Nostalgia is always in, and countless times we’ve seen relics of the past resurrected for modern-day use — vinyl, polaroids, vintage filters.
Now Eastman Kodak is bringing back an old-school film camera: the Super 8, popular for making home movies after it was launched 50 years ago. The photography pioneer, which stoppedselling digital cameras in 2012 after filing bankruptcy, is showcasing an early prototype of the Super 8 at CES.
The revived Super 8 is based on the original’s design, but it won’t be entirely analog, combining classic features with digital functionality. There will be a digital viewfinder, and users who choose Kodak for processing will receive a digital copy of their imagery in addition to an 8mm film to use in projectors, according to the Wall Street Journal.
Kodak stopped making the Super 8 in 1982, and the company wants the camera’s return to come with much more, what Kodak CEO Jeff Clarke describes as “an ecosystem for film.”
“The Kodak Super 8 Revival Initiative reaches far beyond the introduction of a new camera,” Kodak said in a statement. “The company has built a roadmap that includes a range of cameras, film development services, post production tools and more.”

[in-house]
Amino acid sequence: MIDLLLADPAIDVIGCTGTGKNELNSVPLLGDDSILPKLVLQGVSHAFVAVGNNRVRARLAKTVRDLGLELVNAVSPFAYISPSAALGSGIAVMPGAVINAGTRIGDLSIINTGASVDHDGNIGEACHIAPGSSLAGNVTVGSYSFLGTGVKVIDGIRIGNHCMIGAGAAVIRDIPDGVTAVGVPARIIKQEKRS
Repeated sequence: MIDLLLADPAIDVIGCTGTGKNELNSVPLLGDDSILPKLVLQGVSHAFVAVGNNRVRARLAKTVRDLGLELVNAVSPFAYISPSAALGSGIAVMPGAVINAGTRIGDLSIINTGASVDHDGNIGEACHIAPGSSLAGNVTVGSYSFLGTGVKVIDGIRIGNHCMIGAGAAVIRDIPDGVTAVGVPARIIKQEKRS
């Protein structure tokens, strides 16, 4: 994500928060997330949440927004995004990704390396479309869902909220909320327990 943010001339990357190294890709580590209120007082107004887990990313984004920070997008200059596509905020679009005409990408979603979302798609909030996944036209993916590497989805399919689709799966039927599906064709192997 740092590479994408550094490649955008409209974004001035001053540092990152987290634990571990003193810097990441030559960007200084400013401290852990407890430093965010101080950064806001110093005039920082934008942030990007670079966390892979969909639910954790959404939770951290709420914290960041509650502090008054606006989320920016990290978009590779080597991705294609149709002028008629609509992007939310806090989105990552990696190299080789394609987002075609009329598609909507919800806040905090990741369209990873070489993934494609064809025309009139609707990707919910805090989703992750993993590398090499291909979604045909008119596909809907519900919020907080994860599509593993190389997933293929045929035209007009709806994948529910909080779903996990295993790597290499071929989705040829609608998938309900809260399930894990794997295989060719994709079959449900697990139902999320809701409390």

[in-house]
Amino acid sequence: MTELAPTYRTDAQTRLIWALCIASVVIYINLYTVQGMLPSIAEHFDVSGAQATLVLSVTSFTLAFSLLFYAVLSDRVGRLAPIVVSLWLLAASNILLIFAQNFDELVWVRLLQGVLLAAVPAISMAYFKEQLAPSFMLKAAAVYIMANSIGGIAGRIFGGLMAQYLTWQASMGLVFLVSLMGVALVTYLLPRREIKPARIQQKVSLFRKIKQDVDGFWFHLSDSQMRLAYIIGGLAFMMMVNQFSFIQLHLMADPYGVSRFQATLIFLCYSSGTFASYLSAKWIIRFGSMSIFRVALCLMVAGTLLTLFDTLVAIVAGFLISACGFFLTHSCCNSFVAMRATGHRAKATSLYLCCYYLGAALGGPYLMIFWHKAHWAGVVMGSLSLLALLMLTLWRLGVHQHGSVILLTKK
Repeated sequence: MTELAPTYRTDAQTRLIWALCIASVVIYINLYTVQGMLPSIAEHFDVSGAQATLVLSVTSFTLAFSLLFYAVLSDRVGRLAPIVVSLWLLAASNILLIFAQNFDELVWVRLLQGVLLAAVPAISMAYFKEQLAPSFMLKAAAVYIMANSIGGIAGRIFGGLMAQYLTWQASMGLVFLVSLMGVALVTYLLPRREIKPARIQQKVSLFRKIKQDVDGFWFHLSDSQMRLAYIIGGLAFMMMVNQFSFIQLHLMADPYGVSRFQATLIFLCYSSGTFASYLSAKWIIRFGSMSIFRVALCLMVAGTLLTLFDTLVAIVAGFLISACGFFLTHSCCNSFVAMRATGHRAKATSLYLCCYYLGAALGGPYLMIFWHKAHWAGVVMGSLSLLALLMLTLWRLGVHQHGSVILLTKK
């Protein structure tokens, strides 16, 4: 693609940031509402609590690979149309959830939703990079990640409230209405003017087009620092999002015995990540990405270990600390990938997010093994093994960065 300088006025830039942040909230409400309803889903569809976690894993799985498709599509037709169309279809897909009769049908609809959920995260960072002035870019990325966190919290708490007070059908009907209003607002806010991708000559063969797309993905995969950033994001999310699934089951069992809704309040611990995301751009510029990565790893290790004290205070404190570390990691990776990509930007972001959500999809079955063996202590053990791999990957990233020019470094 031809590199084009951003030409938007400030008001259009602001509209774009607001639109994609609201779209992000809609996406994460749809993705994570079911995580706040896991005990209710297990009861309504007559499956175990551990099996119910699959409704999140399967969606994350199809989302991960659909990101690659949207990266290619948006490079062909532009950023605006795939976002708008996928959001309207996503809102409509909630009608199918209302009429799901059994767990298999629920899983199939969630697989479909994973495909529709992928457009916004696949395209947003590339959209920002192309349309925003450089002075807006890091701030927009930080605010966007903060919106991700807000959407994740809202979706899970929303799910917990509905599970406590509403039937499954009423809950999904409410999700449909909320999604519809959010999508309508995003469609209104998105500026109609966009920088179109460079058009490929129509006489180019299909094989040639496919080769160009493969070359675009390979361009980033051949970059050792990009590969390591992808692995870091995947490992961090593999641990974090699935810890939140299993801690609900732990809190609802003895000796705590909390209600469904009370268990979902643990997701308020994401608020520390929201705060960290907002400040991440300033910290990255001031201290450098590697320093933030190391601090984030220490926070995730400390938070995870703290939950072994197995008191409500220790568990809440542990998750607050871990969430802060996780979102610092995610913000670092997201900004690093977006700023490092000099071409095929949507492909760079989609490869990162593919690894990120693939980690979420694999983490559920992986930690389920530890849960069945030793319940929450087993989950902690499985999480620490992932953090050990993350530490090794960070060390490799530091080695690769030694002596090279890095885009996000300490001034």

Several Hollywood filmmakers have already lauded the initiative, including Steven Spielberg, J.J. Abrams and Christopher Nolan.
“The news that Kodak is enabling the next generation of filmmakers with access to an upgraded and enhanced version of the same analog technology that first made me fall in love with cinematic storytelling is unbelievably exciting,” Nolan said in a statement.
What’s ironic about Kodak’s new endeavor is that trailing behind in digital photography is partly how the company found itself in hot waters. And now it’s throwing it back to analog? We’re sure, however, that people will want to try the new Super 8, especially when Clarke tells the Wall Street Journal that the company’s targeted demographic is film schools, where students don’t always get to experiment with analog footage.
The first of the new Super 8 cameras are expected to roll out in a limited-edition version in fall 2016, and Clarke estimates the units will cost between $400 to $750. He also said to expect a cheaper version in 2017.
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